DRAM speed is limited by the speed at which the current stored in the cells can be drained (for reading) or stored (for writing). FeRAM is based on the physical movement of atoms in response to an external field, which happens to be extremely fast, settling in about 1ns. In theory, this means that FeRAM could be much faster than DRAM. Flash memories commonly need about 1ms to write a bit, whereas even current FeRAMs are at least 100 times that speed.
A decrease of the remanant polarization reduces the difference between switching- and non-switching charge Polarization fatigue (after repeated read-write cycles) Retention loss (with time) Imprint shift of the hysteresis loop leads to preference of one polarization state (write failure; only critical at low voltage) or loss of polarization (read failure) Increase of temperature leads to worse material properties (i.e. defect distribution)
Ferroelectricity is a physical property of a material whereby it exhibits a spontaneous electric polarization, the direction of which can be switched between equivalent states by the application of an external electric field. Piezoelectricity is the ability of some materials (notably crystals and certain ceramics, including bone) to generate an electric potential in response to applied mechanical stress. This may take the form of a separation of electric charge across the crystal lattice. The word is derived from the Greek piezein, which means to squeeze or press. Pyroelectricity is the ability of certain materials to generate an electrical potential when they are heated or cooled. As a result of this change in temperature, positive and negative charges move to opposite ends through migration (i.e. the material becomes polarized) and hence, an electrical potential is established.
Magneto resistive RAM Magneto resistive Random Access Memory (MRAM) is a non-volatile computer memory (NVRAM) technology, which has been under development since the 1990s. The advantages are so overwhelming that MRAM will eventually become dominant for all types of memory, becoming a true "universal memory". In MRAM data is not stored as electric charge or current flows, but by magnetic storage elements. Phase Change RAM Phase-change memory (also known as PCM, PRAM, PCRAM, and Chalcogenide RAM C-RAM) is a type of non-volatile computer memory. PRAM uses the unique behavior of chalcogenide glass, which can be "switched" between two states, crystalline and amorphous, with the application of heat. Recent versions can achieve two additional distinct states, effectively doubling its storage capacity. PRAM is one of a number of new memory technologies that are attempting to compete in the non-volatile role with the almost universal Flash memory.
Programmable metallization cell The programmable metallization cell, or PMC, is a new form of non-volatile computer memory being developed at Arizona State University and its spinoff, Axon Technologies. PMC is one of a number of technologies that are being developed to replace the widely used flash memory, providing a combination of longer lifetimes, lower power, and better memory density. Silicon-Oxide-Nitride-Oxide-Silicon(SONOS) SONOS, short for Silicon-Oxide-Nitride-Oxide-Silicon, is a type of high- performance non-volatile computer memory. It is similar to the widely used Flash RAM, but offers lower power usage and a somewhat longer lifetime. SONOS is being developed as one of a number of potential Flash replacements, and is currently used in Cypress Semiconductor's PsoC line of products.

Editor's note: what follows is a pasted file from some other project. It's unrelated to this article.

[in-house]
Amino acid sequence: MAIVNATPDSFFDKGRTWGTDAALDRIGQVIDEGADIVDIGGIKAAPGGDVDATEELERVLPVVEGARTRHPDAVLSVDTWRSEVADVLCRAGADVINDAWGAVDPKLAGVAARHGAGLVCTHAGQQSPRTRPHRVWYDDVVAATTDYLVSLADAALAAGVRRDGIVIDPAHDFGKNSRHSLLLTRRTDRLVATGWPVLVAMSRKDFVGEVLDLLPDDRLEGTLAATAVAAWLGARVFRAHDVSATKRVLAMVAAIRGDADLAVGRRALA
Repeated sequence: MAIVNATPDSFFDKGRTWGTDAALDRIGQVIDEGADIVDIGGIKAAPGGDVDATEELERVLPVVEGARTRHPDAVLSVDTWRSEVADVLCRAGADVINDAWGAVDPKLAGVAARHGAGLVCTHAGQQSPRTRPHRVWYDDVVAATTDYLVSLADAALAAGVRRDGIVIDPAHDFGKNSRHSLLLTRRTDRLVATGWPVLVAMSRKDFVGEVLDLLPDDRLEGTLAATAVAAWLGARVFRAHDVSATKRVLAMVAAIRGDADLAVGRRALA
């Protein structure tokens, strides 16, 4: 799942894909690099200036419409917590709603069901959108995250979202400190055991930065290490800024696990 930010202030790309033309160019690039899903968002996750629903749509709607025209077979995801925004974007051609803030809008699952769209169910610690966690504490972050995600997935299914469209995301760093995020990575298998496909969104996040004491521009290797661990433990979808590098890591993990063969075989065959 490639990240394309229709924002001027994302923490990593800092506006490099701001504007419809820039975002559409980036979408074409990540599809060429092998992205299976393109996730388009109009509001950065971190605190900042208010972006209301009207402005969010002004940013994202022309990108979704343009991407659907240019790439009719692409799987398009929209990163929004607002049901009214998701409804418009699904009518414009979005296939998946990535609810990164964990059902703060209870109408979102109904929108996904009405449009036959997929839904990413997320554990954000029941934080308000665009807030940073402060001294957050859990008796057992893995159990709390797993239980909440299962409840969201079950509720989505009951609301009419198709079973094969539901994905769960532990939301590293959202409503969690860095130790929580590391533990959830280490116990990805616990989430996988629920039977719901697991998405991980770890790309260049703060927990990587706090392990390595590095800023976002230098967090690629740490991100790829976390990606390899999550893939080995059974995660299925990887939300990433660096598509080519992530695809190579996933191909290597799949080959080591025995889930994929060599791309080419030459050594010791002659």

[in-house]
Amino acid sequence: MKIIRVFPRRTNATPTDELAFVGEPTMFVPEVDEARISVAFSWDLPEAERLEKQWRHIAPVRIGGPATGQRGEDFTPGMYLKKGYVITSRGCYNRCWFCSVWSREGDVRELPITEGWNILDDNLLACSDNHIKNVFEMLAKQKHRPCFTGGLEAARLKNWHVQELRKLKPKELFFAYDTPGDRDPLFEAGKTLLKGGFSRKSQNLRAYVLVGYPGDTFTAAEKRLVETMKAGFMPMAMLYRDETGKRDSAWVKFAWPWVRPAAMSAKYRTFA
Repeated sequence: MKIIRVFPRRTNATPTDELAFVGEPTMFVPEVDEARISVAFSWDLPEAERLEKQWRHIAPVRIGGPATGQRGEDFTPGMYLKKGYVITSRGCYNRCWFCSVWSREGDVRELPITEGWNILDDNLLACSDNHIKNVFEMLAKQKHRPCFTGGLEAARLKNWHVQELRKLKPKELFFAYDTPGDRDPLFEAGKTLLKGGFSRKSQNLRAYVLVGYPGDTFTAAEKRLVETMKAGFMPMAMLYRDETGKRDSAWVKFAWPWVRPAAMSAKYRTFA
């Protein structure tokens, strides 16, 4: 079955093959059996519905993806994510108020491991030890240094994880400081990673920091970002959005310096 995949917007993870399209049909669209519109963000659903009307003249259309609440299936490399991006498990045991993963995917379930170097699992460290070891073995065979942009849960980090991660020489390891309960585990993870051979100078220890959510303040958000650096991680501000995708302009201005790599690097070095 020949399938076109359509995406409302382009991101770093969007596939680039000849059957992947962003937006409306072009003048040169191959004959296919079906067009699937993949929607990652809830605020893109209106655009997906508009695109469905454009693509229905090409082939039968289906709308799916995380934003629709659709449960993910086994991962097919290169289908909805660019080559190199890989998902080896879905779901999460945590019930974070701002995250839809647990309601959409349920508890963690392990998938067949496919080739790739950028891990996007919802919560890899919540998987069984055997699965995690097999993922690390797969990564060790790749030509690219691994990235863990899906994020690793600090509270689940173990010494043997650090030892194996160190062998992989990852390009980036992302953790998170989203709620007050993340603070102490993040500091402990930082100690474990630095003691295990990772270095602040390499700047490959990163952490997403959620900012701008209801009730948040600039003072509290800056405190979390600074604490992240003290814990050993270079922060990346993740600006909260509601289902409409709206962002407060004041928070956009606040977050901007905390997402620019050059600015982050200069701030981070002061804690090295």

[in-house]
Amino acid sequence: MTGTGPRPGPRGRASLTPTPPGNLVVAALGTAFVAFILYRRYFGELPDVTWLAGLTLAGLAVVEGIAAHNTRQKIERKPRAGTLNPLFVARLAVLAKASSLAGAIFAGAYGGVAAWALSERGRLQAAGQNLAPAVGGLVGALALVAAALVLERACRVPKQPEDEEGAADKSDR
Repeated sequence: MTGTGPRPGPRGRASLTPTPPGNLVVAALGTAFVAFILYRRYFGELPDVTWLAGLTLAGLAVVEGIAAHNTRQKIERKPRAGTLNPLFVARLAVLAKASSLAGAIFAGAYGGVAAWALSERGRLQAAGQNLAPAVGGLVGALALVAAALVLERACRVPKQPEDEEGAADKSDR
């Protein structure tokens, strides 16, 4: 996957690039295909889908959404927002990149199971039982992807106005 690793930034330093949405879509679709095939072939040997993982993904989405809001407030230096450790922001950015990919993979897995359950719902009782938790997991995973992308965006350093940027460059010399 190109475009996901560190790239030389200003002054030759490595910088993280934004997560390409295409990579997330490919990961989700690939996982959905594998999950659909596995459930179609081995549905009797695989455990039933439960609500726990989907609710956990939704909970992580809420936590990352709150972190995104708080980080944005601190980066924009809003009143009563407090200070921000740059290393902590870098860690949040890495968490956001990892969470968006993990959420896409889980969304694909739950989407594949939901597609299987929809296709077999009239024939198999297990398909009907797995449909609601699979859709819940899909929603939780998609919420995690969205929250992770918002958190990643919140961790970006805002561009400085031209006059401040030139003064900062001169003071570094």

Resistive random-access memory Resistive random-access memory (RRAM) is a new non-volatile memory type being developed by Fujitsu, Sharp, Samsung, Micron Technology, Spansion, Macronix, Winbond, Unity Semiconductor, and other companies. Racetrack Memory IBM Racetrack Memory is an experimental non-volatile memory device under development at IBM's Almaden Research Center by a team led by Stuart Parkin. In early 2008 a 3-bit version was successfully demonstrated. Developed successfully, racetrack would offer storage density higher than comparable solid-state memory devices like Flash RAM and similar to conventional disk drives, but with much higher read/write performance. It is one of a number of new technologies vying to become a "universal memory" in the future.
Nano-RAM Nano-RAM is a proprietary computer memory technology from the company Nantero. It is a type of nonvolatile random access memory based on the mechanical position of carbon nanotubes deposited on a chip-like substrate. In theory the small size of the nanotubes allows for very high density memories. Nantero also refers to it as NRAM in short.
FeRAM advantages include: lower power usage, faster write speed and a much greater maximum number (exceeding for 3.3 V devices) of write-erase cycles. FeRAM disadvantages are: much lower storage densities than Flash devices, storage capacity limitations and higher cost.
FeRAM remains a relatively small part of the overall semiconductor market. Flash memory is produced using semiconductor line widths of 30 nm at Samsung (2007) while FeRAMs are produced in line widths of 350 nm at Fujitsu and 130 nm at Texas Instruments (2007). The areal bit densities of flash memory are consequently much higher than FeRAM, and thus the cost per bit of flash memory is orders of magnitude cheaper than FeRAM.